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August 17, 2015

  • Pretty Girls, Karin Slaughter
  • Magic Bleeds, Ilona Andrews
  • Tempt the Stars, Karen Chance

Karin Slaughter’s work is increasingly exciting. She’s always been a very good writer, but as last year’s Cop Town proved, now she’s a great one. Pretty Girls is very different, but just as good. It’s about three sisters – one missing and presumed dead, two living in very different circumstances – and the unexpected tie that binds them all. I don’t want to give away any secrets, but I hope you’ll all put this book on your list of must-reads. It comes out in SEPTEMBER.
 

I’ve been rereading Ilona Andrews, and now I’ve just finished Magic Bleeds. These books stand out from the pack of paranormal writing. Kate is a tough killer, and nobody’s fool, but she’s a person with lots of other attributes. And Curran is not exquisitely handsome to the eye, at least at first. As happens in real life, the more Kate gets to know the werelion, the more attractive he becomes. And the story, which is the real point, is rip-roaring, the world-building interesting and internally logical.
 

I’m also rereading Karen Chance’s Cassie Palmer series, and Tempt the Stars was my most recent trip down memory lane with Chance. The break-neck speed of her books and the amount of punishment, both emotional and physical, that Cassie endures, is what makes these books remarkable. Cassie Palmer’s world is complicated and fascinating, and I’m enjoying it all over again, though I confess that the plot turns get so convoluted that I have trouble following them. But I’m having a great time trying!

REUNION

There’s nothing that makes a writer shudder like the prospect of reading all her old work. From 1990 to 2003, I wrote a series about a Georgia librarian, Aurora Teagarden. This year, I signed with St. Martin to write two more. Since I’ve written a lot of books both during and since I worked with Aurora, I set aside this time to read all the books in the series.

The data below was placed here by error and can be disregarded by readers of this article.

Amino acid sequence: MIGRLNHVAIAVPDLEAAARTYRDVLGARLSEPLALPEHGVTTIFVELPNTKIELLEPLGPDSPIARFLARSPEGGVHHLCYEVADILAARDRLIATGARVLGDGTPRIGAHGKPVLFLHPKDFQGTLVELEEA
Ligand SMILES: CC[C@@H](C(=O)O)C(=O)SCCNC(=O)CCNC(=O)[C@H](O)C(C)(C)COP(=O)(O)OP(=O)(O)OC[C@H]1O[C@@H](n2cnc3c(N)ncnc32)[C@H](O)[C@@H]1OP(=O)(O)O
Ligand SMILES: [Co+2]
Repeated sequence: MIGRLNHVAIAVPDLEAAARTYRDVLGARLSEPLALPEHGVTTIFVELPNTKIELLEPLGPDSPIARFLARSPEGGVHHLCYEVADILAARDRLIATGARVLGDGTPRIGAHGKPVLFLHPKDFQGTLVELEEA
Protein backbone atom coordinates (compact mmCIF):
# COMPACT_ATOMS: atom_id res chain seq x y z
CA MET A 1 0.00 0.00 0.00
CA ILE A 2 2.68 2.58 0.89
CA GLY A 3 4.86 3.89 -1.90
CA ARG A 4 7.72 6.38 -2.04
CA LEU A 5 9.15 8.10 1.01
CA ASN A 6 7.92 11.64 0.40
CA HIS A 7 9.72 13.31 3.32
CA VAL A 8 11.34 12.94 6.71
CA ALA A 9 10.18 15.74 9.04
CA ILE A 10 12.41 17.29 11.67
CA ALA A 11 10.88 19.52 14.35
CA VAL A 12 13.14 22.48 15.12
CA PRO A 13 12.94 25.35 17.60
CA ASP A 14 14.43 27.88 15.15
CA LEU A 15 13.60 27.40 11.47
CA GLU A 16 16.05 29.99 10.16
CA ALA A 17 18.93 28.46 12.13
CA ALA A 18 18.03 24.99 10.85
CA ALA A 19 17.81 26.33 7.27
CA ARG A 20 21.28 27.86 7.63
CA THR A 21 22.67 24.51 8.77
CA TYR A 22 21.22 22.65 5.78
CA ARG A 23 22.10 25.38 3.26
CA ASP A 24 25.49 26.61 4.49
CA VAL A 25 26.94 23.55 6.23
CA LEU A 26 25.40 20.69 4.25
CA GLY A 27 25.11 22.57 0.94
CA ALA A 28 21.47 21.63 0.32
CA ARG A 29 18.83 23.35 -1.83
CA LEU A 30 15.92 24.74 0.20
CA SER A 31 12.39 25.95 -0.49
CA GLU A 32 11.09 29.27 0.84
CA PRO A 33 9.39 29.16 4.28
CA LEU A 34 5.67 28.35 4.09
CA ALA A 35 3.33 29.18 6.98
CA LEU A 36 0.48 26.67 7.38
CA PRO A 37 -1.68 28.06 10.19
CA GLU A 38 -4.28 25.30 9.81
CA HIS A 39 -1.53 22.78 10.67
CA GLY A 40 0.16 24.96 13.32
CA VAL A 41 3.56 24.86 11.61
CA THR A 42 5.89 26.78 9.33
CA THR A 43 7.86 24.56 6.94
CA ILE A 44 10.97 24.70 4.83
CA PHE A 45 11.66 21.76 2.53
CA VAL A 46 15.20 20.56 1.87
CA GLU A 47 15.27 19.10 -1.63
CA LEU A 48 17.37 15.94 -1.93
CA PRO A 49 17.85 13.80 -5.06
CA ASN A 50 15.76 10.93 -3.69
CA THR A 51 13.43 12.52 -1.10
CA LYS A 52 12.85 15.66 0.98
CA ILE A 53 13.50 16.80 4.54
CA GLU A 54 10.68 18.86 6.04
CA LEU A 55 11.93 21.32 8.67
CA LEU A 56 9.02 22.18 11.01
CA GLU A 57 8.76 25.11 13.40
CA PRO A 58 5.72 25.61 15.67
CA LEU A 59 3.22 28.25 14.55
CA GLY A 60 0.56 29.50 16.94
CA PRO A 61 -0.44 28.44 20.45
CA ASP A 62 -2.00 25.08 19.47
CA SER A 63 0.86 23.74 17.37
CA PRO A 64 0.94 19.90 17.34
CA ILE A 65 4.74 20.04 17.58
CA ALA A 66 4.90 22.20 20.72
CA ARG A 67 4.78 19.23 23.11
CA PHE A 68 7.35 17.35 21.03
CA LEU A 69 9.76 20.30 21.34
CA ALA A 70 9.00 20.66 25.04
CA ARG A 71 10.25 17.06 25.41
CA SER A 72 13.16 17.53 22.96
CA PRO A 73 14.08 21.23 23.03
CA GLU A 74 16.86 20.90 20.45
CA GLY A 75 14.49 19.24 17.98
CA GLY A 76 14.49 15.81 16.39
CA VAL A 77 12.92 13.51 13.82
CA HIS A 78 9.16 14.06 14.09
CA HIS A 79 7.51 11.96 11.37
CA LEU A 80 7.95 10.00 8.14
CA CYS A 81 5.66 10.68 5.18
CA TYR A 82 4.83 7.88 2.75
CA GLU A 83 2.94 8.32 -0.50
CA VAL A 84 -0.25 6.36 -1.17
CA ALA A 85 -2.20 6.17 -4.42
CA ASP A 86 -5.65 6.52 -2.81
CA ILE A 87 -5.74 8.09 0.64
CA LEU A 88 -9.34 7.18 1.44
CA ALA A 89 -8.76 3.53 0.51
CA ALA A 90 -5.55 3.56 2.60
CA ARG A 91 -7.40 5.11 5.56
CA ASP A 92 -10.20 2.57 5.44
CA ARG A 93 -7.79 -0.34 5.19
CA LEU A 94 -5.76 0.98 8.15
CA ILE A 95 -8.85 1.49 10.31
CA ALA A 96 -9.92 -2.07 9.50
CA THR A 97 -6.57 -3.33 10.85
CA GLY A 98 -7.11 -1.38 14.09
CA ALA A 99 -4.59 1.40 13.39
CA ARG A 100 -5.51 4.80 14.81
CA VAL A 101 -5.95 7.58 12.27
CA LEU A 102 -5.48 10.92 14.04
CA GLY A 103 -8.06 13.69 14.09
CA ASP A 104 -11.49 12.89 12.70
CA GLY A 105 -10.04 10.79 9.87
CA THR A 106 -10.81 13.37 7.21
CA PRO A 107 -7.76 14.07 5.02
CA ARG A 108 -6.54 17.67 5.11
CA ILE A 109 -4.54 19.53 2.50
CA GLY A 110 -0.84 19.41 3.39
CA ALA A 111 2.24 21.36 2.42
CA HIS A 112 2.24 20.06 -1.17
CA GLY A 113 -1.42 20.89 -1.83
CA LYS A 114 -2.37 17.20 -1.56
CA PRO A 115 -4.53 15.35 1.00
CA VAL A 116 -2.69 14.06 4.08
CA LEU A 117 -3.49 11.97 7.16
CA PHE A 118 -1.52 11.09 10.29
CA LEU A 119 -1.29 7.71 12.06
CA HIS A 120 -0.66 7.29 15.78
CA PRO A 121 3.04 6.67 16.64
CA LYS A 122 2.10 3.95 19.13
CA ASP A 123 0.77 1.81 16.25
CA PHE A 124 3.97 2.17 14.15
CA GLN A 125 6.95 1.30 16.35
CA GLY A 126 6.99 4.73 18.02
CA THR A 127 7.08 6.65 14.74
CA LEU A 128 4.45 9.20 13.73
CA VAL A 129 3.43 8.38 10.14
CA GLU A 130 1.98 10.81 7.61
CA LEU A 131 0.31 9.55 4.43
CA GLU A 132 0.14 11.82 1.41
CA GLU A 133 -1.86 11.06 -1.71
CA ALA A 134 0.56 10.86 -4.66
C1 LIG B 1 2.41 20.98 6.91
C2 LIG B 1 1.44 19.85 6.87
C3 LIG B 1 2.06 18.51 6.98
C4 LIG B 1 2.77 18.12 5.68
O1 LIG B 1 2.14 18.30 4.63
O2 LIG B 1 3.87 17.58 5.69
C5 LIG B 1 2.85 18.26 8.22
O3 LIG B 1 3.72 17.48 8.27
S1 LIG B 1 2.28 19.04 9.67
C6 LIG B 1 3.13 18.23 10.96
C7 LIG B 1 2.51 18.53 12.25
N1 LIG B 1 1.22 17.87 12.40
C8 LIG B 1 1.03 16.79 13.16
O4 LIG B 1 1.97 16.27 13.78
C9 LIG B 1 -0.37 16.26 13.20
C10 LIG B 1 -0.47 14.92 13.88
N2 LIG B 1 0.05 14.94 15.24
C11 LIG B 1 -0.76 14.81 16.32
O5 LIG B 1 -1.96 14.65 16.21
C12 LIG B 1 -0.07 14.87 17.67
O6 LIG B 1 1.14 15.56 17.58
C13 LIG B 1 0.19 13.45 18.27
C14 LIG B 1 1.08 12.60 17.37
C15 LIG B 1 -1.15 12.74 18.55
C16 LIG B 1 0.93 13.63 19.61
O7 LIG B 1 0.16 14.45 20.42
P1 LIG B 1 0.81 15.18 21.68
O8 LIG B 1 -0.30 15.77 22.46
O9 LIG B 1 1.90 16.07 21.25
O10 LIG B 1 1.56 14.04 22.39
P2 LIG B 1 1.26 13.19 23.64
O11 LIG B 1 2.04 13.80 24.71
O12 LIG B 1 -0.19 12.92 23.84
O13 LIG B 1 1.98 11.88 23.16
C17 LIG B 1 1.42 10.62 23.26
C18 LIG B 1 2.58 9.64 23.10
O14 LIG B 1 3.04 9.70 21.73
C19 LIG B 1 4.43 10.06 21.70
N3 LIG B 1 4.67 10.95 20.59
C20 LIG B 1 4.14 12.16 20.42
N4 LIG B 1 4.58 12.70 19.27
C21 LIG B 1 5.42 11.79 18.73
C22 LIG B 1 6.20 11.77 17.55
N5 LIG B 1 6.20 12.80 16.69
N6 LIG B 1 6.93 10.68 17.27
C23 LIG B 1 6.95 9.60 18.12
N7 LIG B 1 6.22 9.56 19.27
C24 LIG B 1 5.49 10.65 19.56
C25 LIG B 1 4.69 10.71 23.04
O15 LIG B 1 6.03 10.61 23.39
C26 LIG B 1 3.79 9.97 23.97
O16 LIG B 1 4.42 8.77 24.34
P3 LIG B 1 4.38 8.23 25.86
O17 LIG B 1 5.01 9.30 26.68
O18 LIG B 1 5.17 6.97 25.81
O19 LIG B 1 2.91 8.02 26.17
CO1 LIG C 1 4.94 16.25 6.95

It’s like going to a class reunion. You see a lot of passages you were fond of way back when. You recognize a lot of ideas that seemed good . . . at the moment. And you shake your head. Overall, there’s a glow of affection for time gone by.
 

Since I’ve read the last four books back to back, certain themes or phrases pop out at me that certainly didn’t when I was working on telling Roe’s story. Roe wears fall colors a LOT. Especially tobacco brown. I don’t recall being obsessed with tobacco brown, but evidently I felt that Roe was. (She still looks best in fall tones, by the way.)
 

And bruising her face. In every encounter with a bad person (and I do have bad women as well as bad men) Roe gets a black eye or another facial bruise. I must have felt strongly that the evil she encountered should be visible to others. Was I trying to elicit sympathy for Roe? Force a protective attitude from the men she’s involved with? I don’t remember where I was going with that.
 

Some aspects of the books haven’t aged well. Every woman wriggles into pantyhose and hates the process, in Roe’s world. Well, I was a forerunner there. Women hated pantyhose so much that most women discarded them. And lots of women wear dresses every day, another tradition that’s pretty much been done away with. Also, it never crosses Roe’s mind that Martin should help around the house, though I think maybe that’s just Martin. I’ll bet Roe’s second husband will be more generous with his time.
 

To my delight, and contrary to my memory, there are cell phones in the last two books. Great! Starting up again won’t be the huge leap in technology that was scaring me. Though Roe is suspicious of computers, and no librarian now can be that way. Most libraries are havens for computer users, now.
 

So much updating to do! But having reread the books I wrote so long ago, I’m actually looking forward to living in Aurora Teagarden’s world again.
 

Charlaine Harris

August 10, 2015

Books of the Week:

  • Wake of Vultures, Lila Bowen
  • The Drafter, Kim Harrison
  • Armada, Ernest Cline

In addition to reading these three outstanding novels, I am working my way back through the novels of Karen Chance and Ilona Andrews. Sometimes you just get an impulse to reread series in order, and it’s best not to ignore such an impulse. I find there’s usually a reason.
 

Lila Bowen is better known under another name, but this YA book is not only fascinating but very challenging. Half-breed Nettie Lonesome is living with a couple in a dry, lonesome, western area, eking out an unhappy existence and waiting for her life to improve somehow. Change comes in a very unexpected way when she kills a creature that invades her farm. Suddenly, Nettie can see the world in a different way and her place in that world is not the same. Nettie has other less obvious adventures: she is a girl who dresses like a man and acts like a man, but when she begins to experience her first sexual stirrings, she has moments with both sexes. Wake of Vultures is a coming-of-age story on several levels. IT WILL BE ON THE SHELVES OCTOBER 27, 2015.